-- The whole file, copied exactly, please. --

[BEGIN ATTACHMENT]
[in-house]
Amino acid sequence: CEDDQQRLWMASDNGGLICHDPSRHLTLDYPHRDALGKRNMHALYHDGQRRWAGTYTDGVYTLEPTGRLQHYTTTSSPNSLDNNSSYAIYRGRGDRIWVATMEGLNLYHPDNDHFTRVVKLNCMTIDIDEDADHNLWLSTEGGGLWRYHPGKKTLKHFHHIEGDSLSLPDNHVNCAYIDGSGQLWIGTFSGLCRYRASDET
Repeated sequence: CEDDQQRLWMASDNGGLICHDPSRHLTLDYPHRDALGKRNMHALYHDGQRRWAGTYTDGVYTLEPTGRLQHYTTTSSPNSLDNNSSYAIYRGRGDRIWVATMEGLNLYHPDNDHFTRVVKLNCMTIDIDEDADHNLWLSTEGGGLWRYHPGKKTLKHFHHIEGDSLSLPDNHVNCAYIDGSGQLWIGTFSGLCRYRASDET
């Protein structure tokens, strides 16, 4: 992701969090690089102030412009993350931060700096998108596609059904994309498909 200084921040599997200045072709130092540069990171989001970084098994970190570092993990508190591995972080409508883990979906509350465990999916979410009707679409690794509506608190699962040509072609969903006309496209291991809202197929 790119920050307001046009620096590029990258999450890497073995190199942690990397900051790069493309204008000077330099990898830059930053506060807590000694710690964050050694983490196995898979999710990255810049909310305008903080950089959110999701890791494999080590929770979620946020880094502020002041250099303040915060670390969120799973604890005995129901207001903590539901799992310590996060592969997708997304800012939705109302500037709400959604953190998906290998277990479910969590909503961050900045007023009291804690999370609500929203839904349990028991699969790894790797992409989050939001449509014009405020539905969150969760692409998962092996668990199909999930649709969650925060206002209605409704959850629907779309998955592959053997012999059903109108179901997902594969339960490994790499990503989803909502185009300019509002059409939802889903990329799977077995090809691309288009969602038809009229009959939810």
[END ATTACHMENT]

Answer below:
[in-house]
Amino acid sequence: CEDDQQRLWMASDNGGLICHDPSRHLTLDYPHRDALGKRNMHALYHDGQRRWAGTYTDGVYTLEPTGRLQHYTTTSSPNSLDNNSSYAIYRGRGDRIWVATMEGLNLYHPDNDHFTRVVKLNCMTIDIDEDADHNLWLSTEGGGLWRYHPGKKTLKHFHHIEGDSLSLPDNHVNCAYIDGSGQLWIGTFSGLCRYRASDET
Repeated sequence: CEDDQQRLWMASDNGGLICHDPSRHLTLDYPHRDALGKRNMHALYHDGQRRWAGTYTDGVYTLEPTGRLQHYTTTSSPNSLDNNSSYAIYRGRGDRIWVATMEGLNLYHPDNDHFTRVVKLNCMTIDIDEDADHNLWLSTEGGGLWRYHPGKKTLKHFHHIEGDSLSLPDNHVNCAYIDGSGQLWIGTFSGLCRYRASDET
């Protein structure tokens, strides 16, 4: 992701969090690089102030412009993350931060700096998108596609059904994309498909 200084921040599997200045072709130092540069990171989001970084098994970190570092993990508190591995972080409508883990979906509350465990999916979410009707679409690794509506608190699962040509072609969903006309496209291991809202197929 790119920050307001046009620096590029990258999450890497073995190199942690990397900051790069493309204008000077330099990898830059930053506060807590000694710690964050050694983490196995898979999710990255810049909310305008903080950089959110999701890791494999080590929770979620946020880094502020002041250099303040915060670390969120799973604890005995129901207001903590539901799992310590996060592969997708997304800012939705109302500037709400959604953190998906290998277990479910969590909503961050900045007023009291804690999370609500929203839904349990028991699969790894790797992409989050939001449509014009405020539905969150969760692409998962092996668990199909999930649709969650925060206002209605409704959850629907779309998955592959053997012999059903109108179901997902594969339960490994790499990503989803909502185009300019509002059409939802889903990329799977077995090809691309288009969602038809009229009959939810």